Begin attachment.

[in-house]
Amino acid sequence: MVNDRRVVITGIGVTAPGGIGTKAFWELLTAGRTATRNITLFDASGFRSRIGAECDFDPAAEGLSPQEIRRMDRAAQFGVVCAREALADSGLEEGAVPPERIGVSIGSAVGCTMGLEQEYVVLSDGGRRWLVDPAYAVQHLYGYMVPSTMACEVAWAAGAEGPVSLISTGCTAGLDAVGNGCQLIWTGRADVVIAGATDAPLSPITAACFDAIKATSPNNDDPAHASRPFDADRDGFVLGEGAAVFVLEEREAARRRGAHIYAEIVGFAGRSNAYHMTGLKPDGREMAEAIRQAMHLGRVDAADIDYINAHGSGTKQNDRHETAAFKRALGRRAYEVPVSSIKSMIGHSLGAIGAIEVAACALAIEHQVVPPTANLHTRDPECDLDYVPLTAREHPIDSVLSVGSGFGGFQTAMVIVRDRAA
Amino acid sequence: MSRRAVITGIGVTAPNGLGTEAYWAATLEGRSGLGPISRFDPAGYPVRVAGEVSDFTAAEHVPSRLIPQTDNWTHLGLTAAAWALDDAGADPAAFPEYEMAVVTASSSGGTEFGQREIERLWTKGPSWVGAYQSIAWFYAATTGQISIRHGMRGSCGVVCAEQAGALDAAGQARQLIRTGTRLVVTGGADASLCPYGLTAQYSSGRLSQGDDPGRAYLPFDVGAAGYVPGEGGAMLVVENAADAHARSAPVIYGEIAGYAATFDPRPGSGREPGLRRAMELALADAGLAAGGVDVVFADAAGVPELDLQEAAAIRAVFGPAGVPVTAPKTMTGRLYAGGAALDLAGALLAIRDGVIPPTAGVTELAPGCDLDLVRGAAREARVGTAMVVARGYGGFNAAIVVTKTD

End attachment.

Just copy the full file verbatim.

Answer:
[in-house]
Amino acid sequence: MVNDRRVVITGIGVTAPGGIGTKAFWELLTAGRTATRNITLFDASGFRSRIGAECDFDPAAEGLSPQEIRRMDRAAQFGVVCAREALADSGLEEGAVPPERIGVSIGSAVGCTMGLEQEYVVLSDGGRRWLVDPAYAVQHLYGYMVPSTMACEVAWAAGAEGPVSLISTGCTAGLDAVGNGCQLIWTGRADVVIAGATDAPLSPITAACFDAIKATSPNNDDPAHASRPFDADRDGFVLGEGAAVFVLEEREAARRRGAHIYAEIVGFAGRSNAYHMTGLKPDGREMAEAIRQAMHLGRVDAADIDYINAHGSGTKQNDRHETAAFKRALGRRAYEVPVSSIKSMIGHSLGAIGAIEVAACALAIEHQVVPPTANLHTRDPECDLDYVPLTAREHPIDSVLSVGSGFGGFQTAMVIVRDRAA
Amino acid sequence: MSRRAVITGIGVTAPNGLGTEAYWAATLEGRSGLGPISRFDPAGYPVRVAGEVSDFTAAEHVPSRLIPQTDNWTHLGLTAAAWALDDAGADPAAFPEYEMAVVTASSSGGTEFGQREIERLWTKGPSWVGAYQSIAWFYAATTGQISIRHGMRGSCGVVCAEQAGALDAAGQARQLIRTGTRLVVTGGADASLCPYGLTAQYSSGRLSQGDDPGRAYLPFDVGAAGYVPGEGGAMLVVENAADAHARSAPVIYGEIAGYAATFDPRPGSGREPGLRRAMELALADAGLAAGGVDVVFADAAGVPELDLQEAAAIRAVFGPAGVPVTAPKTMTGRLYAGGAALDLAGALLAIRDGVIPPTAGVTELAPGCDLDLVRGAAREARVGTAMVVARGYGGFNAAIVVTKTD